Streamer Coffee Company

Food & Drink - May 11th, 2013
Streamer Nokton

Impressive latte art does not necessarily equal tasty blends, but in the case of Streamer Coffee Company, the quality of the crema and design definitely matches the taste. 

Latte art master Hiroshi Sawada is a household name on the coffee scene – he was the first Asian to become a world champion, achieved with the highest score in history and nothing less, at the “2008 Free Pour Latte Art Championships” in Seattle, USA. Two years later, the skillful barista opened his own cafe in Shibuya, and his shop quickly found spots on most “Best Coffee in Tokyo” lists.

The must-try item on the menu is the Streamer Latte, which is served in a large mug, and obviously adorned with intricate, leafy latte art. The coffee is creamy and frothy (perhaps not strong enough for some), and the cup seems bottomless so you can sip on it for what seems like forever. If you don’t have time to sit down you can take out your beverage in a paper cup, which also comes with the art, but sitting in the cafe is half the experience.

The minimalist decor, wooden furniture and great soundtrack is the perfect escape from the nearby Shibuya chaos. You can choose to sit at the large communal table, perch yourself on a chair at the counter, or sink in one of the leather seats – if its not the espresso, the chilled out, relaxed atmosphere usually keeps us there for hours. You can buy their fresh coffee beans, and Streamer-related merchandise such as  glass latte jars, notebooks, pens and Sawada’s (autographed) book.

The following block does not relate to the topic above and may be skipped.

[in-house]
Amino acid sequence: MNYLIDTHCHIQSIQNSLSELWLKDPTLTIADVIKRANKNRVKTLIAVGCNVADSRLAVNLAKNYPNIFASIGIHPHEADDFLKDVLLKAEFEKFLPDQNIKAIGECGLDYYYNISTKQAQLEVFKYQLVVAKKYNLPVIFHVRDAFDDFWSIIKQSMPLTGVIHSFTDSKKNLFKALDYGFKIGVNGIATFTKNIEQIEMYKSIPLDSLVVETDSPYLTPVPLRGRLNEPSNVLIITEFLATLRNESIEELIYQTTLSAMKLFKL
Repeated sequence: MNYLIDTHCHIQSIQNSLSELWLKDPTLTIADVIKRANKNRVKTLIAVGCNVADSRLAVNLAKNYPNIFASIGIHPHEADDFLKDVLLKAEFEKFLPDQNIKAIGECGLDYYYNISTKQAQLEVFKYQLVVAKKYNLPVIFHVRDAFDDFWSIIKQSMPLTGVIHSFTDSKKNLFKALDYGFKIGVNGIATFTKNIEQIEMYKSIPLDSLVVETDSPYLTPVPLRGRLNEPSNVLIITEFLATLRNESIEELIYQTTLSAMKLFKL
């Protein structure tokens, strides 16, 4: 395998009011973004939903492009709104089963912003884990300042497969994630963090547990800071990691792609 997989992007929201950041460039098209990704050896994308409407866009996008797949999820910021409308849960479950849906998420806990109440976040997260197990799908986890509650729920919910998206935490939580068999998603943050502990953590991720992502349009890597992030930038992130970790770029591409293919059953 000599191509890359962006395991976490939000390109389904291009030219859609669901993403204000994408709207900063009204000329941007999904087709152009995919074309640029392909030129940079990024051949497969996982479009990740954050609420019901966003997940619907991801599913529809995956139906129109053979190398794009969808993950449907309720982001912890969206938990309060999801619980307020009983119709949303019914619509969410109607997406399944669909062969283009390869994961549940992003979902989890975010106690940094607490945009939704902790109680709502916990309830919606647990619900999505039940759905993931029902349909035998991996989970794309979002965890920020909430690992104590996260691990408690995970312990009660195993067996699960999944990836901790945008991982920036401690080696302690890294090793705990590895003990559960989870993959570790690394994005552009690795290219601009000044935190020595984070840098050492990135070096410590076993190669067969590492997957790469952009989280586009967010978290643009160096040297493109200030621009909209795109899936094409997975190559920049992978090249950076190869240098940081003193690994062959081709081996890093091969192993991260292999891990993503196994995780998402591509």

Streamer Coffee Company has another, smaller branch in Harajuku, and even a recent outlet in the trendy Horie district of Osaka. It’s probably the closest to perfection we’ve seen in Tokyo, all around; the coffee tastes great, you can sit and work for hours in a peaceful environment, and it definitely isn’t a stroller parking lot like chains we won’t name. Yet, one big problem makes us cringe: what happened to the free Wi-Fi?

Streamer Coffee Company

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Main image: Nokton/Flickr